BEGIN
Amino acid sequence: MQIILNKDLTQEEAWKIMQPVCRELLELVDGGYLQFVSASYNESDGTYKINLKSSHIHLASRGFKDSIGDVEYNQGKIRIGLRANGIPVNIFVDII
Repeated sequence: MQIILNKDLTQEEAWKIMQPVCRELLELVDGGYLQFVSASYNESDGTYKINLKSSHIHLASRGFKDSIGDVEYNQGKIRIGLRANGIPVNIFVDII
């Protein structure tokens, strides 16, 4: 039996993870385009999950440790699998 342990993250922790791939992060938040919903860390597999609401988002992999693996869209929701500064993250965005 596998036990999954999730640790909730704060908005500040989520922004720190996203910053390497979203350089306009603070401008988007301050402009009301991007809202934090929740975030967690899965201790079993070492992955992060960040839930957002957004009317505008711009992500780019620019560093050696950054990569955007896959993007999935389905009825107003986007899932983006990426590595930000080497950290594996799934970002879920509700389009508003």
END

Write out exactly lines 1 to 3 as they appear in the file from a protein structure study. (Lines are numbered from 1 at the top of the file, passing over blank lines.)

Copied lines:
Amino acid sequence: MQIILNKDLTQEEAWKIMQPVCRELLELVDGGYLQFVSASYNESDGTYKINLKSSHIHLASRGFKDSIGDVEYNQGKIRIGLRANGIPVNIFVDII
Repeated sequence: MQIILNKDLTQEEAWKIMQPVCRELLELVDGGYLQFVSASYNESDGTYKINLKSSHIHLASRGFKDSIGDVEYNQGKIRIGLRANGIPVNIFVDII
């Protein structure tokens, strides 16, 4: 039996993870385009999950440790699998 342990993250922790791939992060938040919903860390597999609401988002992999693996869209929701500064993250965005 596998036990999954999730640790909730704060908005500040989520922004720190996203910053390497979203350089306009603070401008988007301050402009009301991007809202934090929740975030967690899965201790079993070492992955992060960040839930957002957004009317505008711009992500780019620019560093050696950054990569955007896959993007999935389905009825107003986007899932983006990426590595930000080497950290594996799934970002879920509700389009508003």